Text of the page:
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The Stobo Touch

In Texas, Stobo tried on a new hat—medical school president—and loved it.
> In Texas, Stobo tried on a new hat—medical school president—and loved it.

The man who launched a cultural change for female faculty at Hopkins went on to a banner decade at the helm of the University of Texas Medical Branch.

 

Last spring, Jack Stobo did something he hadn’t done in quite a while. He examined a patient. Stobo, 66—a no-nonsense rheumatologist who left a top administrative career at Johns Hopkins a decade ago to become president of the University of Texas Medical Branch in Galveston—was joining in on one more of his institution’s new ventures.

Under discussion was a 50-year-old goatherd in Masalawi, Kenya, who was suspected of suffering from Rift Valley fever, a deadly mosquito-borne disease that can reach epidemic proportions if not checked. Now, thanks to UTMB’s new telemedicine program in global health, Stobo and a group of his Galveston colleagues sat watching a Kenyan doctor 8,500 miles away go over each of the patient’s symptoms. As the Kenyan doctor conducted a head-to-toe physical examination on the goatherd, a camera embedded in a high-tech stethoscope and a satellite dish mounted on the roof of the African field hospital transmitted close-up views in living color to a monitor in the Galveston classroom where the Texas physicians had gathered.

“We even examined his eyes and listened to his heart,” Stobo marvels, “and then, in real time, we diagnosed his disease. What’s more, within hours, we’d talked with Kenyan health officials about controlling the spread of Rift Valley fever.”

For Jack Stobo, it was just one more triumph in a star-studded administrative career that took off in 1985 when he left Stanford to become William Osler Professor of Medicine and director of the Department of Medicine at Johns Hopkins. This top position in the School of Medicine’s largest department is generally considered one of the most prestigious in the nation. And Stobo himself had completed his own residency 15 years earlier in the historic department.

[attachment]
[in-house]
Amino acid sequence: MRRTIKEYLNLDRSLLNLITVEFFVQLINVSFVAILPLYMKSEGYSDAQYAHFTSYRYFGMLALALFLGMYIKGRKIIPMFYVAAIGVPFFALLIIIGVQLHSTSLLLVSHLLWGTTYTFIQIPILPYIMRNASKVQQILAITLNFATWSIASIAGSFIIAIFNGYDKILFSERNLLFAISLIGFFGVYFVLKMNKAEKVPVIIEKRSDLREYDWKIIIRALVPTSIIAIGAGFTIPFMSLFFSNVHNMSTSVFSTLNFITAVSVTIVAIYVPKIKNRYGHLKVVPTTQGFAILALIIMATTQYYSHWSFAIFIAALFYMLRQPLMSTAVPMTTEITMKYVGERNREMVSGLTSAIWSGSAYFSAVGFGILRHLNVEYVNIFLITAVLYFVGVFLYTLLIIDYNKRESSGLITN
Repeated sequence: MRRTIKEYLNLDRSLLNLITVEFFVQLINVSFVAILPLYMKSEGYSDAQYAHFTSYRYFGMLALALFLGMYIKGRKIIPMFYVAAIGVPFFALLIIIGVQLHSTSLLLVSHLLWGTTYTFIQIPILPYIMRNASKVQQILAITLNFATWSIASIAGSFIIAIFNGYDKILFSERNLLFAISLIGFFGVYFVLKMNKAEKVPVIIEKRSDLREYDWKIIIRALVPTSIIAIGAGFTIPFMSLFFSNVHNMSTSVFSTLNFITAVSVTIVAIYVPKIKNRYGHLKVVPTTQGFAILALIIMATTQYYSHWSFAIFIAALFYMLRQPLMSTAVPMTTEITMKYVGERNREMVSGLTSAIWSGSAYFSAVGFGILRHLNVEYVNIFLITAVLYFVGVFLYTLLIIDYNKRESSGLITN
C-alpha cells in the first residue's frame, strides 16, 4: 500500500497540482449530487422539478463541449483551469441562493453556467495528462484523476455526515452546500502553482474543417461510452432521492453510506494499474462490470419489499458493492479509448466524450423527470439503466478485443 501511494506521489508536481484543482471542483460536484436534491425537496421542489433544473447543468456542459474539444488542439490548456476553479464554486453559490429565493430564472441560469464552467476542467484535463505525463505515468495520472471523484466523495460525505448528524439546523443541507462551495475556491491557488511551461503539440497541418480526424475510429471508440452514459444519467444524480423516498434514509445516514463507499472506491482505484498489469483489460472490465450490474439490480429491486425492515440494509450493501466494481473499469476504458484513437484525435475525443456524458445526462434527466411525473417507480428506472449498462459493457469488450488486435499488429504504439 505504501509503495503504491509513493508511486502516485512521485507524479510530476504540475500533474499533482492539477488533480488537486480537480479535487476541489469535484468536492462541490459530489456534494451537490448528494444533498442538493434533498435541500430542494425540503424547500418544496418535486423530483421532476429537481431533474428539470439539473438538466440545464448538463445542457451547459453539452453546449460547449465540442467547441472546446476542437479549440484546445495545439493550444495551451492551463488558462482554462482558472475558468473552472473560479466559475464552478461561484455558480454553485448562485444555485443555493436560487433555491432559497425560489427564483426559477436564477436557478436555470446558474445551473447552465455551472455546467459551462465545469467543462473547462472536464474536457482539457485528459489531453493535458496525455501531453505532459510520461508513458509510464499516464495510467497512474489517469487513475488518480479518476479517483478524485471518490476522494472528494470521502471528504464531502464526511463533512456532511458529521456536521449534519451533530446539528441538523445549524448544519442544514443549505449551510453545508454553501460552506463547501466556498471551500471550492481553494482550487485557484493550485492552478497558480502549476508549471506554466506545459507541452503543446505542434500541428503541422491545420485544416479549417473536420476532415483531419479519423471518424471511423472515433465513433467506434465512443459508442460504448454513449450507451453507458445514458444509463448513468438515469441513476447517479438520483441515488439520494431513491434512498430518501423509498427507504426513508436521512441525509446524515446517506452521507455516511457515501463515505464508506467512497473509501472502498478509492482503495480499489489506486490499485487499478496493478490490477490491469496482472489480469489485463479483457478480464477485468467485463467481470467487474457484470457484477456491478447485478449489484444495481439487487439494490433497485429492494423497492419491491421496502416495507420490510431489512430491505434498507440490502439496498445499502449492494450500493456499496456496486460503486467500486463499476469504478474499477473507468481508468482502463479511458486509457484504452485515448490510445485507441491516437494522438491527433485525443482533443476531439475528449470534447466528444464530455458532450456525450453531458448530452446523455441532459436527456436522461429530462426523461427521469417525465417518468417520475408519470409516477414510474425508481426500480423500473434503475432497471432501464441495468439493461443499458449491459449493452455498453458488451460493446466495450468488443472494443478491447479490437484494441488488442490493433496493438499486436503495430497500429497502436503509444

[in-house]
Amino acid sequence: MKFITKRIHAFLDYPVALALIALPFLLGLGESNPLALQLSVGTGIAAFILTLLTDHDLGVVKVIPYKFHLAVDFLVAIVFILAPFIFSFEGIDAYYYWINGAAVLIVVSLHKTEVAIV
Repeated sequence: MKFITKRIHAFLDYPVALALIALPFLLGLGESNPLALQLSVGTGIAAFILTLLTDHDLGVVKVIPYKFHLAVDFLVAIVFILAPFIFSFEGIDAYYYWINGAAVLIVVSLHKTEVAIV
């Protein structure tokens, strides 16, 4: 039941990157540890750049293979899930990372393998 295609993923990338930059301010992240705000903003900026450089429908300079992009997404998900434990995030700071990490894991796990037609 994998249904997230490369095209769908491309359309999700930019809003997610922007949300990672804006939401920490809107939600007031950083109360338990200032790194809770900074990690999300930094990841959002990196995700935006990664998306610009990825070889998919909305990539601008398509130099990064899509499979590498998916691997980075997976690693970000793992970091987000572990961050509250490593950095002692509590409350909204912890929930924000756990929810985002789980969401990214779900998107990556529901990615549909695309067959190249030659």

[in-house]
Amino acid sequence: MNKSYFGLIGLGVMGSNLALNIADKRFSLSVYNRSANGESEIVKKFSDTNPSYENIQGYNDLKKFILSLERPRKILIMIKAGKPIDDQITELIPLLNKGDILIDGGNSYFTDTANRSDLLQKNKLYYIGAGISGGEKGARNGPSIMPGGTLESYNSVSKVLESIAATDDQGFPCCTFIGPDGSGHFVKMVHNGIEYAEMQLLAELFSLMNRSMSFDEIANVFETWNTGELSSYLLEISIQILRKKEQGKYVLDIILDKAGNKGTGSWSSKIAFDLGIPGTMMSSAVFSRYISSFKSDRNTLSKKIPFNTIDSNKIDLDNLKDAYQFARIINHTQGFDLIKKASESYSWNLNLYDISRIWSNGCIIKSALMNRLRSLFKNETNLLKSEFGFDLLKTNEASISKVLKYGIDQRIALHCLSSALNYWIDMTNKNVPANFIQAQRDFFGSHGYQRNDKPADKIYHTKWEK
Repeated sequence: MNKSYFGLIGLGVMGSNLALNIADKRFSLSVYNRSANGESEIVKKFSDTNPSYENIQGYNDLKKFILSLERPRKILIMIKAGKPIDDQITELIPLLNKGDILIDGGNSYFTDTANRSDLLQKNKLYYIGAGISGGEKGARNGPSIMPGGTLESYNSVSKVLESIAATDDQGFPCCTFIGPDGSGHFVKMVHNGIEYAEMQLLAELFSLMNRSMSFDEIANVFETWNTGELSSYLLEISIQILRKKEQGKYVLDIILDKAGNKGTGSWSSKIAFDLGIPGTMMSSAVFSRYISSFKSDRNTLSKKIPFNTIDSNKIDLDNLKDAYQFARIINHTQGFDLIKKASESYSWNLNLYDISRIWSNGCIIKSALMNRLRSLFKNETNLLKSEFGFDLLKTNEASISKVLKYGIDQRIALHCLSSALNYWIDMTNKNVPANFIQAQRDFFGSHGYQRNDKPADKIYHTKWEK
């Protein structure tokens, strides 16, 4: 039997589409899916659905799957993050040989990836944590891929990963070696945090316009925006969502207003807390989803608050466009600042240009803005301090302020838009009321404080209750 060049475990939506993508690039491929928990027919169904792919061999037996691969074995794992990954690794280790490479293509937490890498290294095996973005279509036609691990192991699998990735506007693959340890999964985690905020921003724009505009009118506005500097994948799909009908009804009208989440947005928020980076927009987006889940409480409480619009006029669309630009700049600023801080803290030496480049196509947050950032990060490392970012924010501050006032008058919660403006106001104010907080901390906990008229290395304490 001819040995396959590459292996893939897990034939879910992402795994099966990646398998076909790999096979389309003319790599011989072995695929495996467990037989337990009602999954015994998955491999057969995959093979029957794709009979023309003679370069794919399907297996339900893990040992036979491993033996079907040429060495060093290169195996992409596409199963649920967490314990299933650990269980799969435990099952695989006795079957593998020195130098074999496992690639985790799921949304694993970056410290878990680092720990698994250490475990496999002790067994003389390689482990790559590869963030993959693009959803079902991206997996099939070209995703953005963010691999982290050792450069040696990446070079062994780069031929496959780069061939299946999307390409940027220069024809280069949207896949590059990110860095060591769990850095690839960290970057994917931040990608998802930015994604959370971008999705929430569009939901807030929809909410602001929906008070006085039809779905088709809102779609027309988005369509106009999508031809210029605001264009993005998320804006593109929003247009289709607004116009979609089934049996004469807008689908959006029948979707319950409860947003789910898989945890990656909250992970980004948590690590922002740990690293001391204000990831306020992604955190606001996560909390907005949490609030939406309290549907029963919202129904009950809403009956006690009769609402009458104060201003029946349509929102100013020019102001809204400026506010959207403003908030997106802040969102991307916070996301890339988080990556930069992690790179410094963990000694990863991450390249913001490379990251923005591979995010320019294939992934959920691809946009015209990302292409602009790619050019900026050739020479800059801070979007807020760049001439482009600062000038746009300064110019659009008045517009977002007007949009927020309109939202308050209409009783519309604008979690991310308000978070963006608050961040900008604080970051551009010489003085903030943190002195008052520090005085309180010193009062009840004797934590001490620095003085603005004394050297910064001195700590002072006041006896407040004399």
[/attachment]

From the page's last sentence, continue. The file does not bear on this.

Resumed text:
Everyone who knows Jack Stobo will tell you that he brought his own touch to the chairman’s job.

Despite a sometimes gruff exterior, Stobo led a cultural change in his department that made him a kind of hero for at least one segment of the faculty. Realizing in the mid-1980s that women now comprised nearly half of all medical school graduates nationally, Stobo launched a revolution. Adamant that the University’s environment had to become more female-friendly if it hoped to attract top female faculty, he created the Task Force for Women in Academic Medicine. He then began religiously appointing women faculty to previously all-male committees and started a movement to achieve salary equity. “To contribute to a greater good, everyone has to feel equivalent regardless of gender,” Stobo professes.

“It was a pivotal turning point for women at Hopkins,” recalls Susan MacDonald, who joined the task force in 1992 and became its chair in 1995. “The work that Jack started made it clear for the first time that it was indeed possible for women to lead here. It inspired me to mentor other junior women, here and nationally, to become leaders in medicine and its subspecialties.”